Project Adventure and self concept of academically talented adolescent boys
This was a pilot study to examine the efficacy of an adventure based experience and self concept in academically talented adolescents. High school senior boys (N = 142) ages 16-17 years at a private school in the Boston area participated in a one-day Project Adventure course and took the Student Self-Concept Scale pre-intervention and postintervention and rated themselves on their self-confidence and the importance of self-concept attributes. Project Adventure is a series of group graded outdoor activities designed to challenge the participant and facilitate group problem solving. The scale measures adolescents' self-confidence and their performance expectations regarding behaviors or attributes in the areas of self-image, academic and social. The composite self-confidence score was significantly improved (p <. 001) at the conclusion of the experience. The students' evaluations of the importance of self-concept increased significantly for academic (p = .002) and social (p < .001) but not for self-image (p = .14). The outcome confidence scale measures the students' evaluations that their behavior will result in a specific outcome increased significantly for academic (p = .005) and social (p = .004) but not for self-image (p = .10). This was a pre-experimental (one group, pretest-posttest) design conducted as a pilot study in the area of academically talented students in a private school.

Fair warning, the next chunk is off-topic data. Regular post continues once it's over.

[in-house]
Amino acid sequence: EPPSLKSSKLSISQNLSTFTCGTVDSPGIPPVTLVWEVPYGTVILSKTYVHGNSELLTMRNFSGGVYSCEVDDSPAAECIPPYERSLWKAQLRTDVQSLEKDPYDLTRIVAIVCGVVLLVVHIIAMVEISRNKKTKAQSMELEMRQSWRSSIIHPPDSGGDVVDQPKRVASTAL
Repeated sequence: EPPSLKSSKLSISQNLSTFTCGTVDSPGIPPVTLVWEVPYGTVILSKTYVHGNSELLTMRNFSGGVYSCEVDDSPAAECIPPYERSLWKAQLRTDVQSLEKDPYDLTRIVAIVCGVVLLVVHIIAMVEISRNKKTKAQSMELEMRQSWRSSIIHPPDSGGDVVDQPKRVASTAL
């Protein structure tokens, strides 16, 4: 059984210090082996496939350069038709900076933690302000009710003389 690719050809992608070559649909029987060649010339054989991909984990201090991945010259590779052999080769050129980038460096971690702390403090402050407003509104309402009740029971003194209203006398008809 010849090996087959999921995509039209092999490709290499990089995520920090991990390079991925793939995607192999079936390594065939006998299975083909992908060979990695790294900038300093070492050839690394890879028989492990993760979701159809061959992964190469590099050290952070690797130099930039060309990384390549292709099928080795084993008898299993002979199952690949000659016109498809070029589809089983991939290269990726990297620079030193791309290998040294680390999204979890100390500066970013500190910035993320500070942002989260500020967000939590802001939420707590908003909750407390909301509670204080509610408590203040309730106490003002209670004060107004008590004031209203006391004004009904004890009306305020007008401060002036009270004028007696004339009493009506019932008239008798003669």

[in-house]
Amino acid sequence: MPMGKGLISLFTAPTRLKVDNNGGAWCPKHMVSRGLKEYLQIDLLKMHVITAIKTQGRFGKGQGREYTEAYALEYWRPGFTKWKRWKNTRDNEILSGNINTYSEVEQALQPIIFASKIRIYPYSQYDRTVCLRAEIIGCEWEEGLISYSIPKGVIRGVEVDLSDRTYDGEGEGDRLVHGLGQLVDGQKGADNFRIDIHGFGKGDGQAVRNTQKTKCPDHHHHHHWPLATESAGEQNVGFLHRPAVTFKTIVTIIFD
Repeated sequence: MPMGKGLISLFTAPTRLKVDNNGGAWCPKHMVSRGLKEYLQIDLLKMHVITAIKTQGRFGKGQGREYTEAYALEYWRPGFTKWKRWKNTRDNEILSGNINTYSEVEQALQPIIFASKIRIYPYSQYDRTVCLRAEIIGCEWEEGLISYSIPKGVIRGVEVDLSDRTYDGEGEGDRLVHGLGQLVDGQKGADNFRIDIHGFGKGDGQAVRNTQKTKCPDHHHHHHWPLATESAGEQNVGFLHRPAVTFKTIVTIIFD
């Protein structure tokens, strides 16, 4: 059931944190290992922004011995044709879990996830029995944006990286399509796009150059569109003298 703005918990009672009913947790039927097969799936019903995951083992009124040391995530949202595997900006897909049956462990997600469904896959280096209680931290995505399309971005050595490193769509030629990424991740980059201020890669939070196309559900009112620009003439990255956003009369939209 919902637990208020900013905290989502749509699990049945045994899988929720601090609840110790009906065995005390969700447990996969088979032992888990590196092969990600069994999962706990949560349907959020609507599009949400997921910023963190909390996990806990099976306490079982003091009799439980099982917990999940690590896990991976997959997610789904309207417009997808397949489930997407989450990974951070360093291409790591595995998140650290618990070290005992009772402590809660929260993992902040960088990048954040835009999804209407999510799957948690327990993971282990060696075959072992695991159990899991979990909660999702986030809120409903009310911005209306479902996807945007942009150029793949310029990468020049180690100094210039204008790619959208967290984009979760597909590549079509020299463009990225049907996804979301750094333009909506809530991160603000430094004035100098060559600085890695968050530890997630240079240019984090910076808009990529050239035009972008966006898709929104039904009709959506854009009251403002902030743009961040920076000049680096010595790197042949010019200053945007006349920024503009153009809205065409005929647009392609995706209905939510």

Graham, Louise B., Robinson, Ellyn M. (2007). Project Adventure and self concept of academically talented adolescent boys. Physical Educator, 64(3), 114-122.
Virtual Commons Citation
Graham, Louise and Robinson, Ellyn (2007). Project Adventure and self concept of academically talented adolescent boys. In Counselor Education Faculty Publications. Paper 9.
Available at: http://vc.bridgew.edu/couns_ed_fac/9